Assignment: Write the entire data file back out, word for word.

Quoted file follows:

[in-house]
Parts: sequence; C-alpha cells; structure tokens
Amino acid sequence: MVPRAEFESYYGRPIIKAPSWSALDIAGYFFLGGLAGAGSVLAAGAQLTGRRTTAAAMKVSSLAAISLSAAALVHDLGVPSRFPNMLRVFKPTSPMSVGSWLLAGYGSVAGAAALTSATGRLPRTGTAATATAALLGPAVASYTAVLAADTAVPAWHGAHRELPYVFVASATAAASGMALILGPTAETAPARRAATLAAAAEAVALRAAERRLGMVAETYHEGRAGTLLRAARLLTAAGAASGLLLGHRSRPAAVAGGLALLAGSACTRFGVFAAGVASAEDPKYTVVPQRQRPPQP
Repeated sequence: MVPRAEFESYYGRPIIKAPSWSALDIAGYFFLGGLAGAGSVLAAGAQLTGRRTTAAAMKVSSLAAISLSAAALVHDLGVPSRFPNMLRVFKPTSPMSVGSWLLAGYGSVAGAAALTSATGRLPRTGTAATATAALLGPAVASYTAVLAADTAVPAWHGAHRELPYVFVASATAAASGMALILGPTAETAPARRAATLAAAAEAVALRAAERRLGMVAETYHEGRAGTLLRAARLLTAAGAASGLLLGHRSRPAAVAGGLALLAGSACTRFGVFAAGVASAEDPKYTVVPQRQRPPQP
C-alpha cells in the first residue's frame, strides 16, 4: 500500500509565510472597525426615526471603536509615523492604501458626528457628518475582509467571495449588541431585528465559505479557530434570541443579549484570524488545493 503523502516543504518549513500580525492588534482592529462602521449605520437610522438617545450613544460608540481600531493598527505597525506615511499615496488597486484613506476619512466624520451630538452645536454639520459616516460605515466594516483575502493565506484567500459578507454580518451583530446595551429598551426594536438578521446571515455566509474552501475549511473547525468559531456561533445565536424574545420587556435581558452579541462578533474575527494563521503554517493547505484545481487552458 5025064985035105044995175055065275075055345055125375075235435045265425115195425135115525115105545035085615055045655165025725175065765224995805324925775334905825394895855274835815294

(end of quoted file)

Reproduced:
[in-house]
Parts: sequence; C-alpha cells; structure tokens
Amino acid sequence: MVPRAEFESYYGRPIIKAPSWSALDIAGYFFLGGLAGAGSVLAAGAQLTGRRTTAAAMKVSSLAAISLSAAALVHDLGVPSRFPNMLRVFKPTSPMSVGSWLLAGYGSVAGAAALTSATGRLPRTGTAATATAALLGPAVASYTAVLAADTAVPAWHGAHRELPYVFVASATAAASGMALILGPTAETAPARRAATLAAAAEAVALRAAERRLGMVAETYHEGRAGTLLRAARLLTAAGAASGLLLGHRSRPAAVAGGLALLAGSACTRFGVFAAGVASAEDPKYTVVPQRQRPPQP
Repeated sequence: MVPRAEFESYYGRPIIKAPSWSALDIAGYFFLGGLAGAGSVLAAGAQLTGRRTTAAAMKVSSLAAISLSAAALVHDLGVPSRFPNMLRVFKPTSPMSVGSWLLAGYGSVAGAAALTSATGRLPRTGTAATATAALLGPAVASYTAVLAADTAVPAWHGAHRELPYVFVASATAAASGMALILGPTAETAPARRAATLAAAAEAVALRAAERRLGMVAETYHEGRAGTLLRAARLLTAAGAASGLLLGHRSRPAAVAGGLALLAGSACTRFGVFAAGVASAEDPKYTVVPQRQRPPQP
C-alpha cells in the first residue's frame, strides 16, 4: 500500500509565510472597525426615526471603536509615523492604501458626528457628518475582509467571495449588541431585528465559505479557530434570541443579549484570524488545493 503523502516543504518549513500580525492588534482592529462602521449605520437610522438617545450613544460608540481600531493598527505597525506615511499615496488597486484613506476619512466624520451630538452645536454639520459616516460605515466594516483575502493565506484567500459578507454580518451583530446595551429598551426594536438578521446571515455566509474552501475549511473547525468559531456561533445565536424574545420587556435581558452579541462578533474575527494563521503554517493547505484545481487552458 5025064985035105044995175055065275075055345055125375075235435045265425115195425135115525115105545035085615055045655165025725175065765224995805324925775334905825394895855274835815294